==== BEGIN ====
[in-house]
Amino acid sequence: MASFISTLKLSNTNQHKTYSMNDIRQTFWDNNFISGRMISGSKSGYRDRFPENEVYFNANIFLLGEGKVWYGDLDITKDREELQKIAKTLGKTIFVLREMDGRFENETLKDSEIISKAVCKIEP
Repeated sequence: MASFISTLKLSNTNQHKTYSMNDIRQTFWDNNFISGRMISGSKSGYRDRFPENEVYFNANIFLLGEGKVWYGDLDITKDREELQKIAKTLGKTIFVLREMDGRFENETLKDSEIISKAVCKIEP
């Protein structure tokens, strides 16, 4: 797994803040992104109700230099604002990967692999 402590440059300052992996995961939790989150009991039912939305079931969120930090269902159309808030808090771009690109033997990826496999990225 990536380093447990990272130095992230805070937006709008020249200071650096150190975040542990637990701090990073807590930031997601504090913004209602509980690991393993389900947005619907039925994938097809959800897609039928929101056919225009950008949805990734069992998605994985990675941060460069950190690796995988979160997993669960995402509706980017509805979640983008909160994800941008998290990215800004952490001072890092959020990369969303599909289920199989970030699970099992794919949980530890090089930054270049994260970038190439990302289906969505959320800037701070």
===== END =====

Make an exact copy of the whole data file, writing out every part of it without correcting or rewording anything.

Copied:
[in-house]
Amino acid sequence: MASFISTLKLSNTNQHKTYSMNDIRQTFWDNNFISGRMISGSKSGYRDRFPENEVYFNANIFLLGEGKVWYGDLDITKDREELQKIAKTLGKTIFVLREMDGRFENETLKDSEIISKAVCKIEP
Repeated sequence: MASFISTLKLSNTNQHKTYSMNDIRQTFWDNNFISGRMISGSKSGYRDRFPENEVYFNANIFLLGEGKVWYGDLDITKDREELQKIAKTLGKTIFVLREMDGRFENETLKDSEIISKAVCKIEP
């Protein structure tokens, strides 16, 4: 797994803040992104109700230099604002990967692999 402590440059300052992996995961939790989150009991039912939305079931969120930090269902159309808030808090771009690109033997990826496999990225 990536380093447990990272130095992230805070937006709008020249200071650096150190975040542990637990701090990073807590930031997601504090913004209602509980690991393993389900947005619907039925994938097809959800897609039928929101056919225009950008949805990734069992998605994985990675941060460069950190690796995988979160997993669960995402509706980017509805979640983008909160994800941008998290990215800004952490001072890092959020990369969303599909289920199989970030699970099992794919949980530890090089930054270049994260970038190439990302289906969505959320800037701070």